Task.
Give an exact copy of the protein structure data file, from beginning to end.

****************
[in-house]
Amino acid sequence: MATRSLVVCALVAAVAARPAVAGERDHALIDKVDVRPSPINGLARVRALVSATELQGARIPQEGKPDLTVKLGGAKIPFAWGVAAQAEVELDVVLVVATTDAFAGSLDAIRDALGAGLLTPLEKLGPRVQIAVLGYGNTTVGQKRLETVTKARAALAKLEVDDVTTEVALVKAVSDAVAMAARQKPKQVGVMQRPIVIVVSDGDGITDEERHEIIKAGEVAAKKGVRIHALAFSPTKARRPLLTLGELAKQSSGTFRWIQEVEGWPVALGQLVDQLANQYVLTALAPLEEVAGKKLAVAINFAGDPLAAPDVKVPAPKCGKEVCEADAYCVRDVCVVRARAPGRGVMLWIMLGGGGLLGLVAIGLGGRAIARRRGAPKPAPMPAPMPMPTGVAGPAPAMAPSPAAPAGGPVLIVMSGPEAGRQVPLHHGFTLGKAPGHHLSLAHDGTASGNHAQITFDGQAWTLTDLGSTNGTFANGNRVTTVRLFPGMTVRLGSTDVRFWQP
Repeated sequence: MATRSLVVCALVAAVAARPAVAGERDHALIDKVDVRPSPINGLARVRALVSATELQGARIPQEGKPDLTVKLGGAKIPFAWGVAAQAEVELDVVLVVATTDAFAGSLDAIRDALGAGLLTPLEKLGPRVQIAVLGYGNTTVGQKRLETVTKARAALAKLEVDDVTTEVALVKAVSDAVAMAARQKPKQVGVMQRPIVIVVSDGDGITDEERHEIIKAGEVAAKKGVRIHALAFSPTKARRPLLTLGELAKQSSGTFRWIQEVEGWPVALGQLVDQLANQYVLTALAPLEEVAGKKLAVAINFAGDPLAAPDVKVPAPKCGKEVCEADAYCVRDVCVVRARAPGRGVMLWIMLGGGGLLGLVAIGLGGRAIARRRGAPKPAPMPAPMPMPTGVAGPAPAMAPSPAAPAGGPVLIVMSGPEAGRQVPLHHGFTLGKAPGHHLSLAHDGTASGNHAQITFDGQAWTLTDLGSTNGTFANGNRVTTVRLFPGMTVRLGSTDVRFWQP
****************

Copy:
[in-house]
Amino acid sequence: MATRSLVVCALVAAVAARPAVAGERDHALIDKVDVRPSPINGLARVRALVSATELQGARIPQEGKPDLTVKLGGAKIPFAWGVAAQAEVELDVVLVVATTDAFAGSLDAIRDALGAGLLTPLEKLGPRVQIAVLGYGNTTVGQKRLETVTKARAALAKLEVDDVTTEVALVKAVSDAVAMAARQKPKQVGVMQRPIVIVVSDGDGITDEERHEIIKAGEVAAKKGVRIHALAFSPTKARRPLLTLGELAKQSSGTFRWIQEVEGWPVALGQLVDQLANQYVLTALAPLEEVAGKKLAVAINFAGDPLAAPDVKVPAPKCGKEVCEADAYCVRDVCVVRARAPGRGVMLWIMLGGGGLLGLVAIGLGGRAIARRRGAPKPAPMPAPMPMPTGVAGPAPAMAPSPAAPAGGPVLIVMSGPEAGRQVPLHHGFTLGKAPGHHLSLAHDGTASGNHAQITFDGQAWTLTDLGSTNGTFANGNRVTTVRLFPGMTVRLGSTDVRFWQP
Repeated sequence: MATRSLVVCALVAAVAARPAVAGERDHALIDKVDVRPSPINGLARVRALVSATELQGARIPQEGKPDLTVKLGGAKIPFAWGVAAQAEVELDVVLVVATTDAFAGSLDAIRDALGAGLLTPLEKLGPRVQIAVLGYGNTTVGQKRLETVTKARAALAKLEVDDVTTEVALVKAVSDAVAMAARQKPKQVGVMQRPIVIVVSDGDGITDEERHEIIKAGEVAAKKGVRIHALAFSPTKARRPLLTLGELAKQSSGTFRWIQEVEGWPVALGQLVDQLANQYVLTALAPLEEVAGKKLAVAINFAGDPLAAPDVKVPAPKCGKEVCEADAYCVRDVCVVRARAPGRGVMLWIMLGGGGLLGLVAIGLGGRAIARRRGAPKPAPMPAPMPMPTGVAGPAPAMAPSPAAPAGGPVLIVMSGPEAGRQVPLHHGFTLGKAPGHHLSLAHDGTASGNHAQITFDGQAWTLTDLGSTNGTFANGNRVTTVRLFPGMTVRLGSTDVRFWQP